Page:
FIG. 10 shows an exemplary embodiment of a tag. At least one oscillator 940 that clocks the circuits in the data generator 941 and determines the RF carrier frequency in the RF Modulator 942. The Data Generator 941 creates the digital stream based on the information stored in the tag and if a monitor tag, the sensor information. The RF Modulator 942 turns the Data Generator 941 output into an RF signal on a channel that can be received by a mobile device. The RF Modulator output drives the Antenna 943. All active circuits in the tag must have a power source which is provided by Energy Source 944. This source may be derived from a battery, or may be harvested energy. Harvested energy may be from any of a number of different energy sources in the environment including the cell phone or Wi-Fi signals of the smartphone that will receive the tag signal, as shown in FIG. 10. Other energy sources include heat, vibration, light and other stray RF signals. Similarly, instead of the RF transmission, a near-field, ultrasonic, infrared, led signaling, video signaling, or other type of transmission may be used as long as there is a proliferation of readers that can receive the transmission.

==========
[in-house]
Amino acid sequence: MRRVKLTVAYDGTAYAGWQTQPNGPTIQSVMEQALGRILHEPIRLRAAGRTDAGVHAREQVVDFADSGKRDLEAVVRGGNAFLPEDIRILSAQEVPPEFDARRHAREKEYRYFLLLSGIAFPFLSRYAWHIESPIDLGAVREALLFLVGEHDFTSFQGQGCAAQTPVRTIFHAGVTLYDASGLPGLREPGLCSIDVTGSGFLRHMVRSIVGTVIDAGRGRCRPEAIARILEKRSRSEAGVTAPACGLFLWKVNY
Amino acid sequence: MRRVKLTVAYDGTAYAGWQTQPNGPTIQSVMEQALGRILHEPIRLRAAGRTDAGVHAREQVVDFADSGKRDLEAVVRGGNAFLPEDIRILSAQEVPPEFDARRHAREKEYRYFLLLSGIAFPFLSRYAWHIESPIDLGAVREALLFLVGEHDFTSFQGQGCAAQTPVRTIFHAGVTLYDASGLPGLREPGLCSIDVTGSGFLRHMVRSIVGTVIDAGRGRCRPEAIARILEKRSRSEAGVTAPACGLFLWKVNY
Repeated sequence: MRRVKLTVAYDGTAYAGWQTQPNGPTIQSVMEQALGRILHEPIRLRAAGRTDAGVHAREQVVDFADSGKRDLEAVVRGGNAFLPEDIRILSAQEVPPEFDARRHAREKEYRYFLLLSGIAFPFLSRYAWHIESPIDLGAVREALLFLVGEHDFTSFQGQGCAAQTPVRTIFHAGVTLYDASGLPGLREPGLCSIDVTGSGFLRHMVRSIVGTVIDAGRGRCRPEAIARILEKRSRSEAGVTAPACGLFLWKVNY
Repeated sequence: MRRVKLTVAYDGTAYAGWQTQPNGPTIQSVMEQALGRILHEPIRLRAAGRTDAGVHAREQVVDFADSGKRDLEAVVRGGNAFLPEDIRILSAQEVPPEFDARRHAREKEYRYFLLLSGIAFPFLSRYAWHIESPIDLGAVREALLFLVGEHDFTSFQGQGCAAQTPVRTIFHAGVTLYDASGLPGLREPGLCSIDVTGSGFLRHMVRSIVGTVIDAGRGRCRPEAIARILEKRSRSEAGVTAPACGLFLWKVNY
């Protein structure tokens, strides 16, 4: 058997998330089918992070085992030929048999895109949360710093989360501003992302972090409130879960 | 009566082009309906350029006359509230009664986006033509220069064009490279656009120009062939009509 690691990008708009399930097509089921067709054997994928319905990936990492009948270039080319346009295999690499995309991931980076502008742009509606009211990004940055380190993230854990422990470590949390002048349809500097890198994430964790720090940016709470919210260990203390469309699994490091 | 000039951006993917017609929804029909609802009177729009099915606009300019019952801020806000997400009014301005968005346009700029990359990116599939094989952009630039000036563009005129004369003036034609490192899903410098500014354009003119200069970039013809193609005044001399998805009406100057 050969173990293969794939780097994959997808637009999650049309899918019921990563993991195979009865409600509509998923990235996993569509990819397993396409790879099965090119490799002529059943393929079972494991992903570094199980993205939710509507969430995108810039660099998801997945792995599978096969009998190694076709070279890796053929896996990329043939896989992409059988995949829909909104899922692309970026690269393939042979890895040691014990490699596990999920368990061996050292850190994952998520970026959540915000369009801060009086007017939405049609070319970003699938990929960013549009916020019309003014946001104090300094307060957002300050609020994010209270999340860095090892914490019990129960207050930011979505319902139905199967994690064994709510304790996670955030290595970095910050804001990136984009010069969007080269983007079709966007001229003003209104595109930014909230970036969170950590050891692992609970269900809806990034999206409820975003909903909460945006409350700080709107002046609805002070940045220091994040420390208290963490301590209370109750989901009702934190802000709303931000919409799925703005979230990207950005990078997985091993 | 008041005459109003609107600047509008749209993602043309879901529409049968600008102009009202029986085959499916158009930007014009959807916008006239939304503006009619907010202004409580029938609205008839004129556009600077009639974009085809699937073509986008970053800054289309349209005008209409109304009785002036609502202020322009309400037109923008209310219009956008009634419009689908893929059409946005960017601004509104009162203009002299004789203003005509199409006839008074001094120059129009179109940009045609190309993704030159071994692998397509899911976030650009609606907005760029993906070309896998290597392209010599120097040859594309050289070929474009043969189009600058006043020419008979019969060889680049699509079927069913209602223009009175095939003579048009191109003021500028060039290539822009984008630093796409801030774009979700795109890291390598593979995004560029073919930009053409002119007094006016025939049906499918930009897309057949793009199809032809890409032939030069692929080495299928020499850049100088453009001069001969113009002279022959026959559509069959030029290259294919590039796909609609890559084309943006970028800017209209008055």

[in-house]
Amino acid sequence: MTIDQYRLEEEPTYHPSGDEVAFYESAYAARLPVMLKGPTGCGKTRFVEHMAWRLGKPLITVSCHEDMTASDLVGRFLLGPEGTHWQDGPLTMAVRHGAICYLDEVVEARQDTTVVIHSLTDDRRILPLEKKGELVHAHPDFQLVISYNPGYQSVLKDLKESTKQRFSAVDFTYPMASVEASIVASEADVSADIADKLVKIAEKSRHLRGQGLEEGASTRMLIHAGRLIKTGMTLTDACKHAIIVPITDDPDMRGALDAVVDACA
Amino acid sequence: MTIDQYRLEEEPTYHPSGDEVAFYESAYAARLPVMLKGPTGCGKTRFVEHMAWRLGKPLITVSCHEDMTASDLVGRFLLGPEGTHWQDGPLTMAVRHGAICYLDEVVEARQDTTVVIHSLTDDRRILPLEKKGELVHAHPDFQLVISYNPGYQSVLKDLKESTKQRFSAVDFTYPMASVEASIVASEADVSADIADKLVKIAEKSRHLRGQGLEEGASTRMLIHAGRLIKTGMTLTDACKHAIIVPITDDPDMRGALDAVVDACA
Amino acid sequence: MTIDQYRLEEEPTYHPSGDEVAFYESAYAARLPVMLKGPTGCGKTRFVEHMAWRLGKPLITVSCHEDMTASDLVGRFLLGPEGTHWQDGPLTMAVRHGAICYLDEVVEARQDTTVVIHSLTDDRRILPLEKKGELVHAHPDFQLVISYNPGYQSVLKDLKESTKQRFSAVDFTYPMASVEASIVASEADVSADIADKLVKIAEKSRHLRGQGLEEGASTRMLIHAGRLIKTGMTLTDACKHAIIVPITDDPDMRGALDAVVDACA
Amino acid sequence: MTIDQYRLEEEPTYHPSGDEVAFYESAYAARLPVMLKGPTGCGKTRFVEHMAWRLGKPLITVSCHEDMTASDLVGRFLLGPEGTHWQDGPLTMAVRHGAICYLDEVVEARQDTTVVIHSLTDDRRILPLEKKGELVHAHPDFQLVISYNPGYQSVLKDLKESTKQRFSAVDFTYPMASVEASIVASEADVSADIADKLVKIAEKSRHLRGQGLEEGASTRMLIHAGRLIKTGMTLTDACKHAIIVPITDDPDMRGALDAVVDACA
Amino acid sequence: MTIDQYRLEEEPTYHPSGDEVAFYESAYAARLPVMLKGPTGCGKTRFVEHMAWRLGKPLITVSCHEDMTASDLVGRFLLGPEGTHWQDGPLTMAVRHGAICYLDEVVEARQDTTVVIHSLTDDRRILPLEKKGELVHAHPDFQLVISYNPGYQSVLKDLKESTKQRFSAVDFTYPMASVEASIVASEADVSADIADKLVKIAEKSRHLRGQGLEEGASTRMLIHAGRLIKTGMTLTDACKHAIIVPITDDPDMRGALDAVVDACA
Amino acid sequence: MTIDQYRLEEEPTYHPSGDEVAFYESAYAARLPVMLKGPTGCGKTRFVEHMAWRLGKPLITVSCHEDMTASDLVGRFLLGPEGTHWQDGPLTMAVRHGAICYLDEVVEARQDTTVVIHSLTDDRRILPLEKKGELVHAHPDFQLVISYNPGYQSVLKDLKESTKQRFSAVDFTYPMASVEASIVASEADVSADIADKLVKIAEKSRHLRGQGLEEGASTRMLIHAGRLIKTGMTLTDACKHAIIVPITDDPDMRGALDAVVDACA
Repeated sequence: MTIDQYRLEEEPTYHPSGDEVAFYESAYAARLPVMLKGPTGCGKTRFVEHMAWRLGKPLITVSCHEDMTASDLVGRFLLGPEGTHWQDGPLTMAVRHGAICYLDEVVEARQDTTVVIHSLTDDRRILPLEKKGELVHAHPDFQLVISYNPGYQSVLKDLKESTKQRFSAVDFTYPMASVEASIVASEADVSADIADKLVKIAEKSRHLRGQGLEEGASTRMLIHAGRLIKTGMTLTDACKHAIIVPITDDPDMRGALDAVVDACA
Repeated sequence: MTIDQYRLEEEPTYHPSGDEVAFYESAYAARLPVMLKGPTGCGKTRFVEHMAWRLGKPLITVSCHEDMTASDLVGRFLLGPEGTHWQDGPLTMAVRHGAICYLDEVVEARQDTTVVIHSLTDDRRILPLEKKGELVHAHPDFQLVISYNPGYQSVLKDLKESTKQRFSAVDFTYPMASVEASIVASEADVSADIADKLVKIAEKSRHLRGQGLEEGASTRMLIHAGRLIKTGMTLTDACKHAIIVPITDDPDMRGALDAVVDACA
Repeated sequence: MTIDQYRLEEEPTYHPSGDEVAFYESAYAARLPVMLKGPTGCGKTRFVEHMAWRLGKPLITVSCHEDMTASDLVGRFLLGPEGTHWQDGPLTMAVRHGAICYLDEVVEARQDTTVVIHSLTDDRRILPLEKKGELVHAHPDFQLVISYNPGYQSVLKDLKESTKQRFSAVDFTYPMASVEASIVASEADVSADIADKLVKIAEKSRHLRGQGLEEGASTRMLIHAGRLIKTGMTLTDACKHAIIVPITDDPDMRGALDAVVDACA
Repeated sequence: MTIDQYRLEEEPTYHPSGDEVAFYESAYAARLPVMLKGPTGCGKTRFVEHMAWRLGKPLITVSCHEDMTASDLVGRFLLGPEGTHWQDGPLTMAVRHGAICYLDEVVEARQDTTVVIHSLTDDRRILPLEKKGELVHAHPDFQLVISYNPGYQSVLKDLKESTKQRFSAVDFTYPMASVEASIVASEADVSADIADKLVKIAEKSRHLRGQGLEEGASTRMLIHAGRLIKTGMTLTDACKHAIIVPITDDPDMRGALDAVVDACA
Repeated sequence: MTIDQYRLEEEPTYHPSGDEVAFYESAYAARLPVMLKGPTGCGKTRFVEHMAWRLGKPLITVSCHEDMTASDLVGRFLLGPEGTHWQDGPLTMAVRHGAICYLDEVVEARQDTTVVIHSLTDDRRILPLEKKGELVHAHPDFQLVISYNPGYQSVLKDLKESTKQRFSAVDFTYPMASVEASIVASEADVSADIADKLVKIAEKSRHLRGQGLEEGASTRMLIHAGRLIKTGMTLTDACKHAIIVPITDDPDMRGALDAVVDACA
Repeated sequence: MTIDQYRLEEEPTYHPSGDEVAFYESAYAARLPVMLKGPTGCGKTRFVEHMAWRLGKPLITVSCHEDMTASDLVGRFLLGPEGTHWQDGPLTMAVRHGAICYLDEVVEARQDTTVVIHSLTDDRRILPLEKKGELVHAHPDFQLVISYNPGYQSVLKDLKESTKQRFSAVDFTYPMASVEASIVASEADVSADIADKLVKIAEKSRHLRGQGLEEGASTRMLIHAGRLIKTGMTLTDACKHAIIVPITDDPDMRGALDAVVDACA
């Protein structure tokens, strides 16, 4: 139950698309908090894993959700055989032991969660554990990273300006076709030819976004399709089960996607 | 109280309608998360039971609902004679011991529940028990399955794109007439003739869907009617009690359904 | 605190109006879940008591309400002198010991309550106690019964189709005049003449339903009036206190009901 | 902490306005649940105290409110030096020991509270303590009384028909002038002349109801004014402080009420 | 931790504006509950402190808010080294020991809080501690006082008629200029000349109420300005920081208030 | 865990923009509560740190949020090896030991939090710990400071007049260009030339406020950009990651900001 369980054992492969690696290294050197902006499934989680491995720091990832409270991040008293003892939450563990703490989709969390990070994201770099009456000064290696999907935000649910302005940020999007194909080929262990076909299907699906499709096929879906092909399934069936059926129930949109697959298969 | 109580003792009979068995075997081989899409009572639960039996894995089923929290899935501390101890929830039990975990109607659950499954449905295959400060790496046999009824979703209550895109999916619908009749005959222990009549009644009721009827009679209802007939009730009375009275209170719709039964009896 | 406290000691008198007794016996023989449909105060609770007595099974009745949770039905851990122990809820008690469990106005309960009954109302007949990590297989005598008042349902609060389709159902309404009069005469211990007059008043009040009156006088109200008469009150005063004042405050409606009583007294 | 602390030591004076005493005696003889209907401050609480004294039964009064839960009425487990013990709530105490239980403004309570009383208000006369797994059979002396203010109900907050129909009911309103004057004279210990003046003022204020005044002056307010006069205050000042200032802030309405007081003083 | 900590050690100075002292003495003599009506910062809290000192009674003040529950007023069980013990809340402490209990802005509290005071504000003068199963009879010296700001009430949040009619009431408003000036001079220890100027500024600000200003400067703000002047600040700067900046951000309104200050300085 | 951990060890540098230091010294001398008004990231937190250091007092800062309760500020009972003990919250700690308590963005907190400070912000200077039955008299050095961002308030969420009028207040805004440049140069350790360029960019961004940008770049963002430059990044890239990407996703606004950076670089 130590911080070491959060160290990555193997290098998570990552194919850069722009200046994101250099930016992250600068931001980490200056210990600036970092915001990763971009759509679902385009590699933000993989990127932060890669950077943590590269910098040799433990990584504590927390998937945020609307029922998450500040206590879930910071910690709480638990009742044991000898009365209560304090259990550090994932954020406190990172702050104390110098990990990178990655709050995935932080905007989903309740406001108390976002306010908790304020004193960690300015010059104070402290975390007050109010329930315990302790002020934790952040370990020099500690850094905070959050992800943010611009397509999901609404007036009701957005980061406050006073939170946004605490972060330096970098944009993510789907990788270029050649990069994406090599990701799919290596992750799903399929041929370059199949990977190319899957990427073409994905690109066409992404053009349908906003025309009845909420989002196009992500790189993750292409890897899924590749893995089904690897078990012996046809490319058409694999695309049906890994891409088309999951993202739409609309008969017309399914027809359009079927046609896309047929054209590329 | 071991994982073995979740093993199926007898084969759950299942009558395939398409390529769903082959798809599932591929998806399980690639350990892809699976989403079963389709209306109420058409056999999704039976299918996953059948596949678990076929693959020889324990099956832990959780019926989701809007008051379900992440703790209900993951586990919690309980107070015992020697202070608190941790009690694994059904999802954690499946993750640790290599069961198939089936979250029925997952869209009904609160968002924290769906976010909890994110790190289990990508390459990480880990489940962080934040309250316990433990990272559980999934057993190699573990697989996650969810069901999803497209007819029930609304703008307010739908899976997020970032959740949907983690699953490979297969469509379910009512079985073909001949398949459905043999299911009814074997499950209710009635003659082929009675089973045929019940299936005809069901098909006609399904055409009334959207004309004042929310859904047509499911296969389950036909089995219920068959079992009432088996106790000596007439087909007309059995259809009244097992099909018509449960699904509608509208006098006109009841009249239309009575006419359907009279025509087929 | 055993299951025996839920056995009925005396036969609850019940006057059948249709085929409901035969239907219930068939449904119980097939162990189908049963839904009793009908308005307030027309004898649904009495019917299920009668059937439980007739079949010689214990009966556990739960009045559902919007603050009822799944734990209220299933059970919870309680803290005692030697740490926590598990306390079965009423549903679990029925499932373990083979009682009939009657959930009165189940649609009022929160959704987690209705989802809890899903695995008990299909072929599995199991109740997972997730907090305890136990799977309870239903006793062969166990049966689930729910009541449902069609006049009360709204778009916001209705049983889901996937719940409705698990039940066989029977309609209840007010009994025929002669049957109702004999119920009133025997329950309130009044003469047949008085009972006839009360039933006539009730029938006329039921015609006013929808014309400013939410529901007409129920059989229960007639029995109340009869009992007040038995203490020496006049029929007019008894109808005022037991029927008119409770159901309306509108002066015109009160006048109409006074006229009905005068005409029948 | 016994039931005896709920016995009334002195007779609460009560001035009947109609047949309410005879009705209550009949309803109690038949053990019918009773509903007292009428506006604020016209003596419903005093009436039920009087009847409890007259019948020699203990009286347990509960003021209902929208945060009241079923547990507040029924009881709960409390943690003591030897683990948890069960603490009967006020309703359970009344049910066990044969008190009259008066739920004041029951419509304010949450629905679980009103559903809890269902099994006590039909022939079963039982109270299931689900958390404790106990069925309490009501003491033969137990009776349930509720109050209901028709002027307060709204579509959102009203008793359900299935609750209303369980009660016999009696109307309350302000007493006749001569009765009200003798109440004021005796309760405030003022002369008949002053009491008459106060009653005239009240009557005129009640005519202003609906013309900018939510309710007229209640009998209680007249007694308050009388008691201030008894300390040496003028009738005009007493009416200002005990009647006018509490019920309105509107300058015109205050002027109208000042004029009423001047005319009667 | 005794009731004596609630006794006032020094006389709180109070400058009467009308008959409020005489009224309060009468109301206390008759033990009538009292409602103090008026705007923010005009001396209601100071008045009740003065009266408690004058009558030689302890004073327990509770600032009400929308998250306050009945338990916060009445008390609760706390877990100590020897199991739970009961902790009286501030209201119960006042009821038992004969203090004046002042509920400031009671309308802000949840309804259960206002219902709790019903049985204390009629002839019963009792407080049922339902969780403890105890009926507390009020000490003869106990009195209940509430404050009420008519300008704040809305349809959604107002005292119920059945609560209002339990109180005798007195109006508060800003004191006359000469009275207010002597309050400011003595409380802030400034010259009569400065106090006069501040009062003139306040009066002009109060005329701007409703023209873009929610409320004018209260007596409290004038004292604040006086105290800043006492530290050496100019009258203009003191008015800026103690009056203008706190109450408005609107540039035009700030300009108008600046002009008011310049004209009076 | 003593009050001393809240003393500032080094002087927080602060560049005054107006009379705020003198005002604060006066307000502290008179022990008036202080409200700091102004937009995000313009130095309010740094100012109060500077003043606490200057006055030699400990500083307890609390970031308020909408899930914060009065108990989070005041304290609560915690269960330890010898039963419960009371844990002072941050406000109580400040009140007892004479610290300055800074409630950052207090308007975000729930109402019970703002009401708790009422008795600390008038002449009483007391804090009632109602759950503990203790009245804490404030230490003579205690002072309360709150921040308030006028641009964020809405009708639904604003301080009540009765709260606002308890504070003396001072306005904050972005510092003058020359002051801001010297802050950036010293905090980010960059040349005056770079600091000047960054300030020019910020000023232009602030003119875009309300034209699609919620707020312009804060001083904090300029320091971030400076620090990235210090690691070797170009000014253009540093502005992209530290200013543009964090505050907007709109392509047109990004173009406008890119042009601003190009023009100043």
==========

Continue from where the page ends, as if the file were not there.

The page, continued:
FIG. 11 shows an exemplary embodiment of an analog model of a tag charging circuit that varies the transmit power with the threshold setting for the charge level. It is emphasizes that this analog model could be implemented with analog circuits, digital circuits, software, or a combination as these are equivalent structures for this apparatus. The figure teaches that an energy source, which can be an onboard battery, intentional field energizing source, or one or more sources of harvested energy, where harvested energy is energy derived from stray energy in the environment that is available but not intended to have been generated to power the tag. The energy is used in a charging circuit modeled as a diode 970 and capacitor 971, but can be many forms that are known for capturing and storing energy. Plot 972 indicates that the stored energy increases over time, and although plot 972 indicates a more or less linear plot, this is only an exemplary embodiment and it is considered equivalent if the charge increases nonlinearly with time and is even non-monotonic with time. A threshold is set in the tag as indicated in 973, and threshold detector 975 asserts its output 976 when the charge level 974 exceeds the threshold 975. The assertion of threshold detector output 976 causes the transmit to occur. The charge level 974 drives the transmit amplifier for the transmitter. A higher threshold 973 will provide a higher drive to the transmit amplifier and thus more transmit power. The control of the threshold level controls the transmit power. Since the charge is a function of time, this exemplary embodiment will require enough time for the charge level to reach the set threshold to transmit so higher power transmissions may take longer to charge up to enable them. The threshold 973 is shown as a staircase but can be any set of steps, including a constant, where the step level is controlled to control the transmit power. It is not required that a tag use the model shown in FIG. 11 in order to practice the system of the present invention. This exemplary embodiment is one possibility for implementing a tag that will generate different transmit power levels.